Yunxiang’s life isn’t what you would call “ordinary.”
The young man lives in Donghai, China, a city ruled by an outfit known as the De Clan. By day, Yunxiang races motorcycles and pretends to work for a courier service. By night, he smuggles prohibited goods and tries to usurp the De Clan’s power.
Turns out, De Clan has been hoarding the city’s water supply. In the rich district, the grass and trees are so green that “it looks like every leaf was soaked in water.” On Yunxiang’s side of town, in contrast, people fight over water tokens. And even if you’re lucky enough to scrounge one up, there’s no guarantee the water tanks won’t be empty by the time you get there.
However, things take a turn after Bing, the son of the De Clan’s leader, takes a liking to Yunxiang’s personally modified motorcycle. Because when Bing likes something, he owns it.
But Yunxiang isn’t just going to give up his bike to some spoiled prince. He fights back and awakens within himself the dormant spirit of Nezha, an ancient Chinese fire demon.
Now, for the first time ever, Yunxiang has the power to change things in Donghai. But there’s just one problem: Nezha isn’t a good spirit. In fact, every time he’s been reincarnated, the De Clan has made it a point to put him down before he could wreak havoc.
So Yunxiang will have to overcome not only the entire army of demons at the command of the De Clan, but the demon within himself as well.
Perhaps because of Nezha’s evil spirit, or perhaps because of his own lack of anger management, Yunxiang has a hot temper and frequently threatens people. However, as he learns to control his new powers, he realizes that he needs to stop focusing on revenge and start trying to help the people of Donghai. He sacrifices much to bring back the water supply. And since Nezha can see everything happening through Yunxiang’s eyes, he eventually decides to stop being evil as well and helps Yunxiang stop the De Clan.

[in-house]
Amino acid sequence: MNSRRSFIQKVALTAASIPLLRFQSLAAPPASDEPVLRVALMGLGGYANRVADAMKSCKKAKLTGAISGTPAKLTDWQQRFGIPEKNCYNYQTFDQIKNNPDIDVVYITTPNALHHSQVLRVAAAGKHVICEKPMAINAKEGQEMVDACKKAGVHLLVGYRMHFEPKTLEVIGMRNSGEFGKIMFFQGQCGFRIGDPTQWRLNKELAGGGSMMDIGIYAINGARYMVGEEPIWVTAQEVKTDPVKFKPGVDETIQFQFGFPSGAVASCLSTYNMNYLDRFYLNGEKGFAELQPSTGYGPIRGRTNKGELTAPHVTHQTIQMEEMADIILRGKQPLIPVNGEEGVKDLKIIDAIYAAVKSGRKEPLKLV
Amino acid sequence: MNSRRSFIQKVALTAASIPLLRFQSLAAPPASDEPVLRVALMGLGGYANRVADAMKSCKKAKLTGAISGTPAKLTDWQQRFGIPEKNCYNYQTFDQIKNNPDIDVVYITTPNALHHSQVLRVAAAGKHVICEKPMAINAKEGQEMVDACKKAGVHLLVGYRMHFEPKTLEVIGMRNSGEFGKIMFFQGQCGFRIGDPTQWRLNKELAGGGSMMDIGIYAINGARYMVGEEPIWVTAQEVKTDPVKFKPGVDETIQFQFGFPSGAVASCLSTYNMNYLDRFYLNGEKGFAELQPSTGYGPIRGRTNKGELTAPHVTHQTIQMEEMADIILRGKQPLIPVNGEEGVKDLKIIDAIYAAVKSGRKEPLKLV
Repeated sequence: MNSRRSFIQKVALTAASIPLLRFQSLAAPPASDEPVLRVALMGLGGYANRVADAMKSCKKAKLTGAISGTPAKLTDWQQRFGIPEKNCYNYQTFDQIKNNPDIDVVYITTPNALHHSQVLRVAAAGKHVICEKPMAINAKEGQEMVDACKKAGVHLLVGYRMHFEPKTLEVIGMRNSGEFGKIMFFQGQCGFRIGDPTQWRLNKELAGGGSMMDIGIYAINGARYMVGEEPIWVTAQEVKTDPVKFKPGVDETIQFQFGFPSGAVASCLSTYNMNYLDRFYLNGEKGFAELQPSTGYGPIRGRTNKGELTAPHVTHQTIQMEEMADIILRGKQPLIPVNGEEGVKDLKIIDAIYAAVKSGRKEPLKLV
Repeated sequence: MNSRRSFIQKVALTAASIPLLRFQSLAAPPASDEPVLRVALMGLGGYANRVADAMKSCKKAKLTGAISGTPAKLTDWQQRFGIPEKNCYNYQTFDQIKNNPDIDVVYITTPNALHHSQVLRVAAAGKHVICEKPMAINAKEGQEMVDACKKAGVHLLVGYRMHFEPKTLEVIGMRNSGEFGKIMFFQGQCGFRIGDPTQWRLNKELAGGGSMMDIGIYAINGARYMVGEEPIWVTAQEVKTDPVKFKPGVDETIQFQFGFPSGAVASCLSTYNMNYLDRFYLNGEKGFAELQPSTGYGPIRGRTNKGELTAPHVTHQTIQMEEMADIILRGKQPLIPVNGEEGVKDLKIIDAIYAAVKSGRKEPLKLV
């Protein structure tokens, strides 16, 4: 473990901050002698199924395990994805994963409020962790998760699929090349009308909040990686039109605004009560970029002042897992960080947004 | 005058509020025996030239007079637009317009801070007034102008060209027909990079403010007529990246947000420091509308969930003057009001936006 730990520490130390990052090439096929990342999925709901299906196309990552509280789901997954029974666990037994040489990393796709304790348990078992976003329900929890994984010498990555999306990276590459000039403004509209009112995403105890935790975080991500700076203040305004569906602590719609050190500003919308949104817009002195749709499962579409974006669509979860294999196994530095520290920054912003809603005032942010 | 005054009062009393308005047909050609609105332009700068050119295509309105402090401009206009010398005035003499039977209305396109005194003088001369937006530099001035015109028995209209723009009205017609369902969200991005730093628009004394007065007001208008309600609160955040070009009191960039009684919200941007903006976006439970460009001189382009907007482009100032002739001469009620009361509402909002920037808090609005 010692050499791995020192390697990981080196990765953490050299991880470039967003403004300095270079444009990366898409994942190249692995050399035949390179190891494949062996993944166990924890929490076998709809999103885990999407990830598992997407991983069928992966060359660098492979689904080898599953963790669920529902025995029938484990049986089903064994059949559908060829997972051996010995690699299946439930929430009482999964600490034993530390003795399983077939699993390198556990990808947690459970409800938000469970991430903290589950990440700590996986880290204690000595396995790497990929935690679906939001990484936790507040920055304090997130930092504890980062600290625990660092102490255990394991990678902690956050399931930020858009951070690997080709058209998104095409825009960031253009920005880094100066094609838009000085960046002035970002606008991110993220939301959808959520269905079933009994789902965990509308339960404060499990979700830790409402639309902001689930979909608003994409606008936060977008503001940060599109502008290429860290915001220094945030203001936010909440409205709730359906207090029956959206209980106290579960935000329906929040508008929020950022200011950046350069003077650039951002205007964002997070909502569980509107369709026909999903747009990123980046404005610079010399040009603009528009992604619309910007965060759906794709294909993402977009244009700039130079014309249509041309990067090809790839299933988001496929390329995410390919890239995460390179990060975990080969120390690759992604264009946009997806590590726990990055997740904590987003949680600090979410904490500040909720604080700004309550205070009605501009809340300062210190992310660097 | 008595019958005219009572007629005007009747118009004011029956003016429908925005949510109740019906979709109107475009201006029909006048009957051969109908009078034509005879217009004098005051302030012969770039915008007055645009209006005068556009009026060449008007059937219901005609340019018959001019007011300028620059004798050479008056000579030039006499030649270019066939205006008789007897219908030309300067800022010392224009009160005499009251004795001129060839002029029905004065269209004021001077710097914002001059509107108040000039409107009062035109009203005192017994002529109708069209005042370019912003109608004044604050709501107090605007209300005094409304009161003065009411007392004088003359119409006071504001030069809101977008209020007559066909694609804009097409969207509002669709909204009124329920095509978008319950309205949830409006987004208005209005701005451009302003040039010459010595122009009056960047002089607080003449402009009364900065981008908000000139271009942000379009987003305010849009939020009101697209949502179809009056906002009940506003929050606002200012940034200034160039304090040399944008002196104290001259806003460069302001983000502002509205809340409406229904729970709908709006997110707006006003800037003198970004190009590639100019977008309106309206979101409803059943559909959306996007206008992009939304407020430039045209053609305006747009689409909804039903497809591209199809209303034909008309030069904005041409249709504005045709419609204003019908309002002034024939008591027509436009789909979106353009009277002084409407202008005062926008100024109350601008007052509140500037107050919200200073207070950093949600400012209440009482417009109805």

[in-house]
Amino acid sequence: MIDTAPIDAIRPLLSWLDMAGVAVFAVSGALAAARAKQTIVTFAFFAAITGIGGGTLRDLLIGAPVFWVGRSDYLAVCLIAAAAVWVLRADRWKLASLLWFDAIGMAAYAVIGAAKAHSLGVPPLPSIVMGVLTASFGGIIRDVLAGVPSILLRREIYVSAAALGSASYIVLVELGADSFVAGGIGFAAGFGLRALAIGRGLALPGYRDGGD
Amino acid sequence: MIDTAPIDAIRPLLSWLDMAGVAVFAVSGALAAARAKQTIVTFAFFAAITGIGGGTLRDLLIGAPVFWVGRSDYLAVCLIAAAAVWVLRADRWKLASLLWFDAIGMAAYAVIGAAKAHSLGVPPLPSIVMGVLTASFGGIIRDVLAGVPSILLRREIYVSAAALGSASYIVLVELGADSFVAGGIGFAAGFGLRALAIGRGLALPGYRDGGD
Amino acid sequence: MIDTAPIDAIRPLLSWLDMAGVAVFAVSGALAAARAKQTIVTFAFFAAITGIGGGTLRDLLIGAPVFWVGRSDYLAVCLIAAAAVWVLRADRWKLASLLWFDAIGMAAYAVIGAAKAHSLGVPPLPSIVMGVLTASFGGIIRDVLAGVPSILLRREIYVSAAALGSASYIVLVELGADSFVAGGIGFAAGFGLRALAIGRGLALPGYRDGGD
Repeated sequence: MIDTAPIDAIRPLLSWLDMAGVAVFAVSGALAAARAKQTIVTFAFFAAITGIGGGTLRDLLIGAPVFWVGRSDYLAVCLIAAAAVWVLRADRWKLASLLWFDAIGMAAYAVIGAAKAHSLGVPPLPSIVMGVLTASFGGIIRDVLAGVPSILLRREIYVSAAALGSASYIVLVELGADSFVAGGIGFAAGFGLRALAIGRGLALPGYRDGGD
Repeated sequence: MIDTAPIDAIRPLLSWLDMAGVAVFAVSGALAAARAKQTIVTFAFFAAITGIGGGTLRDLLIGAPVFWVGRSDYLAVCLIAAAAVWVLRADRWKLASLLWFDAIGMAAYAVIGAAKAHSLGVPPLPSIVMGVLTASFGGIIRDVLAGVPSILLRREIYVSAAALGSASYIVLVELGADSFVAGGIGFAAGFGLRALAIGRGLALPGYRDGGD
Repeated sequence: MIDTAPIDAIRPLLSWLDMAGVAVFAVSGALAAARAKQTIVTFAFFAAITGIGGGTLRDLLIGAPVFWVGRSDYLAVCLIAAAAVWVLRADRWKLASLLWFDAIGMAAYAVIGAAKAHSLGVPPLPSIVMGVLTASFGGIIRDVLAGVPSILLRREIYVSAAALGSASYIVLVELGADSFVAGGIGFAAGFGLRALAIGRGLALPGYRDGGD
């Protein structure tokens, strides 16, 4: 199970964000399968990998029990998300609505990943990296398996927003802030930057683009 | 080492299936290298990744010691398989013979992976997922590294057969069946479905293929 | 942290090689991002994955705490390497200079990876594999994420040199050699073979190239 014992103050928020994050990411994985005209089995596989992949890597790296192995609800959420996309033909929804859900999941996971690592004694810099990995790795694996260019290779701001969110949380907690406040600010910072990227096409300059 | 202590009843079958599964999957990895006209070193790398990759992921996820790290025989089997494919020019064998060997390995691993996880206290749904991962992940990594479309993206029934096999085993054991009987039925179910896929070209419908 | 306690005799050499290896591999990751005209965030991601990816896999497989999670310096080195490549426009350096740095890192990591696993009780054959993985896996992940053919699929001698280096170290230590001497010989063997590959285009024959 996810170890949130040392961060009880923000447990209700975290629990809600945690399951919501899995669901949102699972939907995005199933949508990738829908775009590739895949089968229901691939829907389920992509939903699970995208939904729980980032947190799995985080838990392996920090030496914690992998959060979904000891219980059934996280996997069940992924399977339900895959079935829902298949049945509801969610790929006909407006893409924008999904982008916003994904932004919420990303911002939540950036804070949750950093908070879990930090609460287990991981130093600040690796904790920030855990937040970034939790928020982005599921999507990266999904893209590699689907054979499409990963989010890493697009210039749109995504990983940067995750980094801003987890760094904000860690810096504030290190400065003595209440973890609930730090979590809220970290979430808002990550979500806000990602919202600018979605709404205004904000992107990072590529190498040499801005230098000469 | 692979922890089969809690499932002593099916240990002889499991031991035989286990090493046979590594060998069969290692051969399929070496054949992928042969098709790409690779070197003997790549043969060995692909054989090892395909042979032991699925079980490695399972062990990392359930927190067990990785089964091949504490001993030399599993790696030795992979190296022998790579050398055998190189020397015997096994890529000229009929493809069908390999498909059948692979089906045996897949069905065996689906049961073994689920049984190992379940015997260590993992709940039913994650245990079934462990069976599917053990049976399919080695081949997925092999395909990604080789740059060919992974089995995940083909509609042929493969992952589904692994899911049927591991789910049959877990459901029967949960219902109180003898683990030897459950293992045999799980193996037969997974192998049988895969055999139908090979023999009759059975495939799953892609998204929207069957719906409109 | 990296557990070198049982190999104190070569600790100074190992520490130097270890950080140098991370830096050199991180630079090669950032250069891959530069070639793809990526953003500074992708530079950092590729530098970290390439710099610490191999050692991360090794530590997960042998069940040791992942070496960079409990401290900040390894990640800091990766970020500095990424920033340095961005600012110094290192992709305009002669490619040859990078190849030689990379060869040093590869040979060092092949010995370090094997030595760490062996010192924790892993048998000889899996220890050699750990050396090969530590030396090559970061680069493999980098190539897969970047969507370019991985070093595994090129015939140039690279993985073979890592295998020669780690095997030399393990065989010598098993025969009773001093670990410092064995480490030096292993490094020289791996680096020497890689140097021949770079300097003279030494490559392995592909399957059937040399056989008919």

Yunxiang’s father has been cold toward his son for years, angry that Yunxiang is a smuggler who is always getting into trouble. However, after witnessing his son save people with his new powers, Yungxiang’s father realizes there is hope after all and forgives him for the past, as well as encouraging him to live a good life from now on.
A woman says she became a doctor to help people. She believes that even though everyone eventually dies, it’s worth it to give those who are sick more time with their loved ones. However, she also admits that some people can’t always be saved by a doctor and encourages Yunxiang to use his powers to help them.
When lives are at risk, people put aside their personal grievances to help one another. Yunxiang’s family takes in Kasha, an orphan, and treats her like part of the family. People are sympathetic to orphaned animals.
We learn about several different deities from Chinese mythology, including the Dragon and Monkey Kings. Each of these “gods,” including Nezha, has powers and can be reincarnated after they die. We see people manipulate fire, water, ice and lightning (sometimes with their respective deity floating behind them). Some people can transform into animals or bring creatures back to life. Others use magical weapons to fight and control people and creatures.
We hear about the “Order of the Gods” that was created after a cosmic battle more than 3,000 years ago. The four ruling clans of China are supposedly descendants of these “gods.” We also hear talk of reincarnation as well. Some people mention a “heaven” as the dwelling place of these deities.
The reincarnated spirit of an ancient hero says he refuses to risk his life to “fix” the world again because every time he fixes it, people mess it up again. However, he still agrees to train Yunxiang to control his powers (rather than kill him as he was paid to do) and is encouraged when he sees that Yunxiang is able to save Donghai.
We also see demonic creatures that resemble animals with supernatural abilities. Some of these creatures are good (noted by their “cuteness”) and others are evil (recognizable by their “ugliness”).
But some, such as the river dragons, aren’t good or evil. They’re simply powerful beings that maintain things like the weather. (When the river dragons are imprisoned, the land is besieged by a drought. When they are released, they unleash a powerful tsunami in their anger. But when they are calmed, they return to the rivers, and it begins to rain gently.)
Several female characters wear revealing outfits that are meant to be seductive. We see the exposed chest of a man.
In a quick shot, we see several women in an alley behind a nightclub who appear to be prostitutes.